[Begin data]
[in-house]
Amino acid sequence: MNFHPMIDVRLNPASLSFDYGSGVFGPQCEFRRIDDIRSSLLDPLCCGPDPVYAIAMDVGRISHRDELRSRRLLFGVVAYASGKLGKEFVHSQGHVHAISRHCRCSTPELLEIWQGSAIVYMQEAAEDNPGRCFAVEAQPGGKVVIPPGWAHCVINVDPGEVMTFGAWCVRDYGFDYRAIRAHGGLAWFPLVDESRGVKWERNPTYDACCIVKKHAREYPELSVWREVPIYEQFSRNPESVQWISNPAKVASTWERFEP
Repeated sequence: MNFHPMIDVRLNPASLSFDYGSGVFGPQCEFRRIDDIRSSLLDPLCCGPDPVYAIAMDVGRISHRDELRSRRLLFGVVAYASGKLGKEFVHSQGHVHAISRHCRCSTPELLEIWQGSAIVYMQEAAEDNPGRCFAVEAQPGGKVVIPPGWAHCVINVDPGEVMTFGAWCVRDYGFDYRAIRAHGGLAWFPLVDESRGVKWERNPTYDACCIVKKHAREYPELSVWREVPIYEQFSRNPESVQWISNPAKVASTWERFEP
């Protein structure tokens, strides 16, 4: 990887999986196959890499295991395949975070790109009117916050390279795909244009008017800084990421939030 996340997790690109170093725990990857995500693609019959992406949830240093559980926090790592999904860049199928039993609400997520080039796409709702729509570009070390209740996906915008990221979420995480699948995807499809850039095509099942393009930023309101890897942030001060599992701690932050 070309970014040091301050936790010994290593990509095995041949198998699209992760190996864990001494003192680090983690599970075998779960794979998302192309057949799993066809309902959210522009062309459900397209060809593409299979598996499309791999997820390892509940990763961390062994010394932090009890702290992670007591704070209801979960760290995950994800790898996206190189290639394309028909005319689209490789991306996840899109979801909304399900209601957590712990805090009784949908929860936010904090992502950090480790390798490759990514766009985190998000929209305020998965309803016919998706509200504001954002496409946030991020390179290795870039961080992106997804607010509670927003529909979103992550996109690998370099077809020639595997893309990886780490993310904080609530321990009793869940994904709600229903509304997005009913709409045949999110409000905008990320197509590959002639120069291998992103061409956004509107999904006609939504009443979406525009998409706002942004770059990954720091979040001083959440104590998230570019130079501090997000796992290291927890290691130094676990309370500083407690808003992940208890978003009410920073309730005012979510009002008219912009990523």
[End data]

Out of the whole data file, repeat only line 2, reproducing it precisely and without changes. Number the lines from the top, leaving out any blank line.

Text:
Amino acid sequence: MNFHPMIDVRLNPASLSFDYGSGVFGPQCEFRRIDDIRSSLLDPLCCGPDPVYAIAMDVGRISHRDELRSRRLLFGVVAYASGKLGKEFVHSQGHVHAISRHCRCSTPELLEIWQGSAIVYMQEAAEDNPGRCFAVEAQPGGKVVIPPGWAHCVINVDPGEVMTFGAWCVRDYGFDYRAIRAHGGLAWFPLVDESRGVKWERNPTYDACCIVKKHAREYPELSVWREVPIYEQFSRNPESVQWISNPAKVASTWERFEP